When ‘The Clan’ tried to cash in
In March 1972, seven high-profile London footballers gathered at a fancy eaterie to be snapped by legendary photographer Terry O’neill, hoping to exploit their star quality. It didn’t quite go to plan
March 1972. In a plush London restaurant, a selection of the capital’s finest football talent meet for a photo shoot. They call themselves The Clan. Winger Alan Ball, who had recently gone to Double-winners Arsenal for a record £220,000 fee, is present and correct in his suitably stylish polo neck and jacket. QPR’S forward Rodney Marsh – about to sign for Manchester City – is there. So too are Rs team-mates Terrys Mancini and Venables. They’re joined by West Ham’s 1966 World Cup Final hero Geoff Hurst, plus the Chelsea duo of defender David Webb and playmaker Alan Hudson.
Godfather-style, they pose for leading snapper Terry O’neill with the iconic shot appearing in The Sun the next day.
“Footballers have got to become more astute and realise there are a wealth of possibilities out there,” states midfielder Venables. “The Clan hopes to exploit this potential.” At the click of the camera’s shutter, Huddy, Hursty, Bally, Marshy and friends were to be thrust into a turbulent new era of commercial opportunity for top football players.
Bearing in mind the heady atmosphere that surrounded the shoot – or perhaps more presciently the copious amounts of champagne on offer – it’s unsurprising that the exact details regarding the birth of The Clan remain open to conjecture.
In The Mavericks: English Football When Flair Wore Flares, author Rob Steen wrote: “Alan Ball and a business acquaintance conceived the bright idea of forming The Clan... the syndicate comprised some of the league’s notorious attractions with the aim to generate extra income from various promotional ventures.”
“It’s all a bit hazy,” Ball later said, “but I recall seeing Terry Mancini puffing on some enormous Cuban cigars.” Mancini did pose with a cigar, though he insists: “I’ve never actually smoked one in my life. I’m not really a cigar fan.” And as for Steen’s claim that Chelsea forward Peter Osgood was a founding member of The Clan, Ball revealed: “Ossie never turned up for the shoot and had no involvement in it subsequently.”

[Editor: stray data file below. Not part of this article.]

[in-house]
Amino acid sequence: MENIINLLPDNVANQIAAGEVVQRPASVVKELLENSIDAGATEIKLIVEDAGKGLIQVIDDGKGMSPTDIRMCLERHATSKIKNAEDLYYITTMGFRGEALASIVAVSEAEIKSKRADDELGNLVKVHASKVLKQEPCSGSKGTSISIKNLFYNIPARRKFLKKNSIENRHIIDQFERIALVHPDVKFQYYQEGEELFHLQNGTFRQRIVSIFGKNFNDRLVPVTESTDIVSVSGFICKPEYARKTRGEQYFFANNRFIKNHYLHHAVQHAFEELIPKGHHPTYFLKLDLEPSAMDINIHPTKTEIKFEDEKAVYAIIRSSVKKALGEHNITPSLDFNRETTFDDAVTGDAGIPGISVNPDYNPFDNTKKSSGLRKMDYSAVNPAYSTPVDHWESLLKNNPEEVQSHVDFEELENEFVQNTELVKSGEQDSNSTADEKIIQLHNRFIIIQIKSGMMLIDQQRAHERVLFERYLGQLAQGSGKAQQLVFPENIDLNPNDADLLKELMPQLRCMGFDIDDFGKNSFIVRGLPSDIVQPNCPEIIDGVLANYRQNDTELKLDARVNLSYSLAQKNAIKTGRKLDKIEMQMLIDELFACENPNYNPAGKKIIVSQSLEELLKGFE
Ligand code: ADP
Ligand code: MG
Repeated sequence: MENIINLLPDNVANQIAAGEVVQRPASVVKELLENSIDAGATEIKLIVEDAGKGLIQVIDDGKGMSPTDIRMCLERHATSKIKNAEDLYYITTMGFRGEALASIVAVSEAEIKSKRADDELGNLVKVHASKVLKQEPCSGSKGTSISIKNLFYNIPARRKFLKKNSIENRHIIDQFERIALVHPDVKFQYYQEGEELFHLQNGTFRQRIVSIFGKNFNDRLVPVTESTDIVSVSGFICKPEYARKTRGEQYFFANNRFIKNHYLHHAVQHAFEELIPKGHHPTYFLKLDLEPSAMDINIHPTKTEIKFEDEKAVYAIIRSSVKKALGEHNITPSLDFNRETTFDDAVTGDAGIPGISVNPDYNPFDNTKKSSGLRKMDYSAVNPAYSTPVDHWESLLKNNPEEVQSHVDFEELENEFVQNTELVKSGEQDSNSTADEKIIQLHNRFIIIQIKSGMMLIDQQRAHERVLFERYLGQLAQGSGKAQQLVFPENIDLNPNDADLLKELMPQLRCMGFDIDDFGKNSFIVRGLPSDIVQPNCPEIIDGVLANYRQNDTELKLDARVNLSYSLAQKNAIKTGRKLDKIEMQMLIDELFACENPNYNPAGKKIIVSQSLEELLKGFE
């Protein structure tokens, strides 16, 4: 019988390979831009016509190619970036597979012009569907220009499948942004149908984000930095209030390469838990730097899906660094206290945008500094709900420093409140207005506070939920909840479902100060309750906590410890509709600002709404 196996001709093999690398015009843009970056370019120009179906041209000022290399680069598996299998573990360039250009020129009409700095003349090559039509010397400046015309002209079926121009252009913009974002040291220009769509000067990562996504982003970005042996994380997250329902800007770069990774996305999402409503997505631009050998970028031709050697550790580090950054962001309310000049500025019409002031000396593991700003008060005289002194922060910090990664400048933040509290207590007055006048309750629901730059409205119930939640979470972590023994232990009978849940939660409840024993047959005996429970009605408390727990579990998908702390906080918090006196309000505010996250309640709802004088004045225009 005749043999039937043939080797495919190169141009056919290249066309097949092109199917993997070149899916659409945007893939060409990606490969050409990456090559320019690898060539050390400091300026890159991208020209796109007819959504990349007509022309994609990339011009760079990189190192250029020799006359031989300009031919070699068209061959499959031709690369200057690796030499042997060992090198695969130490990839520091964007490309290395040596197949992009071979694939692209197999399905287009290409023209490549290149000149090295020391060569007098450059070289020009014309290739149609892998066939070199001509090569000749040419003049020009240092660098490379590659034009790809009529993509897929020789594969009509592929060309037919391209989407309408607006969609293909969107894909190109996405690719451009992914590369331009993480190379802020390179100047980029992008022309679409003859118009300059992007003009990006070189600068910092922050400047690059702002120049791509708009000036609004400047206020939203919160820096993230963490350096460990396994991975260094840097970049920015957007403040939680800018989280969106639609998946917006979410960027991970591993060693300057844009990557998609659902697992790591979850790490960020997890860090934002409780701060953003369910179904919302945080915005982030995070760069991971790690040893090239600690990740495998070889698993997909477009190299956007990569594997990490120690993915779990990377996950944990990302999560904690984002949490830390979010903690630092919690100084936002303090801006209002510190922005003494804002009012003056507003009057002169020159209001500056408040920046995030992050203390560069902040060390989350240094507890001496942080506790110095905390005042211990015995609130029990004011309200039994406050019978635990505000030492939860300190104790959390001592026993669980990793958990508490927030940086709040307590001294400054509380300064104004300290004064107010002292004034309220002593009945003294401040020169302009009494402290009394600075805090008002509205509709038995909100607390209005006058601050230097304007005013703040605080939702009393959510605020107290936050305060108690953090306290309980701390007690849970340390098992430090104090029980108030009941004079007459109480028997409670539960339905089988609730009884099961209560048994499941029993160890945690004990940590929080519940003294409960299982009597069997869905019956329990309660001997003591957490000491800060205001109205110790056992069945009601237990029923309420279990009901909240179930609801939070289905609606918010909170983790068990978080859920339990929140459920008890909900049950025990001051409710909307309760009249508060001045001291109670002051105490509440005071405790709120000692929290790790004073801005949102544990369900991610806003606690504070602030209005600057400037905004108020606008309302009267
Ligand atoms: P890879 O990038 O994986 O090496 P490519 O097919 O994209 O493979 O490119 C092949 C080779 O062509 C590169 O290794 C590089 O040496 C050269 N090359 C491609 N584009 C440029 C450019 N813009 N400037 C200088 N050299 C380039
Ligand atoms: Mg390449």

The idea had actually been conceived jointly, not by Ball but by the legendary photographer O’neill – official snapper of Hollywood actress Raquel Welch – and Man City manager Malcolm Allison, who was unable to attend on the day of the get-together. Both Hudson and Venables insisted that the gathering happened at a restaurant somewhere near the King’s Road (Chelsea fan O’neill’s old stomping ground), but the picture was eventually taken at Terrazza Est, near Fleet Street.
“I had never worked with footballers,” recalled O’neill, who embodied London’s creative spirit of that time. At night he’d often socialise with Swinging London’s ‘in-crowd’ at the Ad Lib club. O’neill also snapped Hollywood A-listers including Frank Sinatra and Robert Redford, huge pop groups such as The Rolling Stones and The Beatles and top models Twiggy and Jean Shrimpton.
“In my eyes they were stars as much as models and musicians,” said O’neill. “George Best mixed with the stars from films and music, and some claimed The Clan was attempting to cling onto Best’s coat-tails. I suppose there may be some truth in that, but I was starting to look at other ways in which I could bring out the individual in footballers when I took their photograph.
“The photograph came first, and then the boys looked into different ways that the group could make money.”
Mancini, who made five appearances for the Republic of Ireland, adds: “Some of the boys were a bit more astute in the commercial area, but there weren’t the advisers to guide us back in those days. It began with good intentions, but was all a bit disjointed.”